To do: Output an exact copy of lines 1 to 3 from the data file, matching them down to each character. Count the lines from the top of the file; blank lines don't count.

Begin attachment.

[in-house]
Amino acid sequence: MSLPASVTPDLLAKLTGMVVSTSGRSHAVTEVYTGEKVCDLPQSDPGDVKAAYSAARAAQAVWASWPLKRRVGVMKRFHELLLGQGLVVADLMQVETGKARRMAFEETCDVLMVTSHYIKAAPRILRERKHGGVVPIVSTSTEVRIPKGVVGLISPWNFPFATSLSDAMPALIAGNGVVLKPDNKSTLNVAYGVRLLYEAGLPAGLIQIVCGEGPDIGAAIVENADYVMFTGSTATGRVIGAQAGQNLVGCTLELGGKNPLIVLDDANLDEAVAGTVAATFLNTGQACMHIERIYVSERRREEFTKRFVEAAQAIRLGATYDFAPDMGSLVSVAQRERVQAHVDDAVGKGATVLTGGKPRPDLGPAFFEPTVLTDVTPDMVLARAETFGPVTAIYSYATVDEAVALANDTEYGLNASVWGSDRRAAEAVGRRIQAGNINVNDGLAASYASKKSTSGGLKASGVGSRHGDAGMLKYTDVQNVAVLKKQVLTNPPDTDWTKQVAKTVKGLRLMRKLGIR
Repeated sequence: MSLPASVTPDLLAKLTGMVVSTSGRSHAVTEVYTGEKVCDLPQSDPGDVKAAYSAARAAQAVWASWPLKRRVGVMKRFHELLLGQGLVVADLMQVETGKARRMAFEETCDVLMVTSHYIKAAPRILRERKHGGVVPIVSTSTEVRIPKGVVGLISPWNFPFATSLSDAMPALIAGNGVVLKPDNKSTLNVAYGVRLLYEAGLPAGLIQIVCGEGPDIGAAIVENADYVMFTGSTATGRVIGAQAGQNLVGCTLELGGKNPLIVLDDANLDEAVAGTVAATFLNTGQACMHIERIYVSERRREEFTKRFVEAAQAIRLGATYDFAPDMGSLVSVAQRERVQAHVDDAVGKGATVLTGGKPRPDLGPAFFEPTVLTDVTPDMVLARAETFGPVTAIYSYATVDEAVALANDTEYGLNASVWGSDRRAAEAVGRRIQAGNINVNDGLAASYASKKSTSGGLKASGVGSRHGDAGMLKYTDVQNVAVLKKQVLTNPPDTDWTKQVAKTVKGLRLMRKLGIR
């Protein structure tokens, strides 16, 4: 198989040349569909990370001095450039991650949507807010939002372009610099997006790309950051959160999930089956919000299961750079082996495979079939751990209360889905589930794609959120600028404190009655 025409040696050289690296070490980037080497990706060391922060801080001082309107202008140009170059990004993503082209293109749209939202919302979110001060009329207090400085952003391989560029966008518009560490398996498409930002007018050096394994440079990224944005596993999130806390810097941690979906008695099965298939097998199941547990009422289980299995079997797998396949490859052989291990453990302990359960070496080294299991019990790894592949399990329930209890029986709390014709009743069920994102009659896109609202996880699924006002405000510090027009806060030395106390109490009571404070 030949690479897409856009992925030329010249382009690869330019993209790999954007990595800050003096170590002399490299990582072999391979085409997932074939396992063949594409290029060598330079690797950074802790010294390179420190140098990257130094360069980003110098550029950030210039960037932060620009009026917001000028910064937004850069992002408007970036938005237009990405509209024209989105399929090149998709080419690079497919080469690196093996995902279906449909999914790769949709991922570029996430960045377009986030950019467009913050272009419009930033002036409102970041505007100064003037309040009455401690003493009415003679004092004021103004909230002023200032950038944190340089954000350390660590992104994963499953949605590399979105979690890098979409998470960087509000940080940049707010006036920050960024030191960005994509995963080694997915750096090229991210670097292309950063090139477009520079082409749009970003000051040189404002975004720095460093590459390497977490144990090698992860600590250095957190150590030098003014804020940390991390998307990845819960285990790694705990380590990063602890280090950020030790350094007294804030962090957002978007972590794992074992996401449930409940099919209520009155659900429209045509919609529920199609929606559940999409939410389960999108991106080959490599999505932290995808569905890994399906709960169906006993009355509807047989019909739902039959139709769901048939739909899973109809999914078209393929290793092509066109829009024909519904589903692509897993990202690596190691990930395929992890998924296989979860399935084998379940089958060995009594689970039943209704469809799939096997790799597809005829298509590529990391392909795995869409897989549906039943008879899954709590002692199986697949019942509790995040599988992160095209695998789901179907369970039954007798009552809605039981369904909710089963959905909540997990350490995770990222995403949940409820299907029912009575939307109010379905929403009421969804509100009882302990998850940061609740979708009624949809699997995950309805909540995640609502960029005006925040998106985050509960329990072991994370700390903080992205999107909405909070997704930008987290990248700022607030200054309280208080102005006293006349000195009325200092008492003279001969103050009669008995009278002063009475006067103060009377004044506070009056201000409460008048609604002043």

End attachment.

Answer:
[in-house]
Amino acid sequence: MSLPASVTPDLLAKLTGMVVSTSGRSHAVTEVYTGEKVCDLPQSDPGDVKAAYSAARAAQAVWASWPLKRRVGVMKRFHELLLGQGLVVADLMQVETGKARRMAFEETCDVLMVTSHYIKAAPRILRERKHGGVVPIVSTSTEVRIPKGVVGLISPWNFPFATSLSDAMPALIAGNGVVLKPDNKSTLNVAYGVRLLYEAGLPAGLIQIVCGEGPDIGAAIVENADYVMFTGSTATGRVIGAQAGQNLVGCTLELGGKNPLIVLDDANLDEAVAGTVAATFLNTGQACMHIERIYVSERRREEFTKRFVEAAQAIRLGATYDFAPDMGSLVSVAQRERVQAHVDDAVGKGATVLTGGKPRPDLGPAFFEPTVLTDVTPDMVLARAETFGPVTAIYSYATVDEAVALANDTEYGLNASVWGSDRRAAEAVGRRIQAGNINVNDGLAASYASKKSTSGGLKASGVGSRHGDAGMLKYTDVQNVAVLKKQVLTNPPDTDWTKQVAKTVKGLRLMRKLGIR
Repeated sequence: MSLPASVTPDLLAKLTGMVVSTSGRSHAVTEVYTGEKVCDLPQSDPGDVKAAYSAARAAQAVWASWPLKRRVGVMKRFHELLLGQGLVVADLMQVETGKARRMAFEETCDVLMVTSHYIKAAPRILRERKHGGVVPIVSTSTEVRIPKGVVGLISPWNFPFATSLSDAMPALIAGNGVVLKPDNKSTLNVAYGVRLLYEAGLPAGLIQIVCGEGPDIGAAIVENADYVMFTGSTATGRVIGAQAGQNLVGCTLELGGKNPLIVLDDANLDEAVAGTVAATFLNTGQACMHIERIYVSERRREEFTKRFVEAAQAIRLGATYDFAPDMGSLVSVAQRERVQAHVDDAVGKGATVLTGGKPRPDLGPAFFEPTVLTDVTPDMVLARAETFGPVTAIYSYATVDEAVALANDTEYGLNASVWGSDRRAAEAVGRRIQAGNINVNDGLAASYASKKSTSGGLKASGVGSRHGDAGMLKYTDVQNVAVLKKQVLTNPPDTDWTKQVAKTVKGLRLMRKLGIR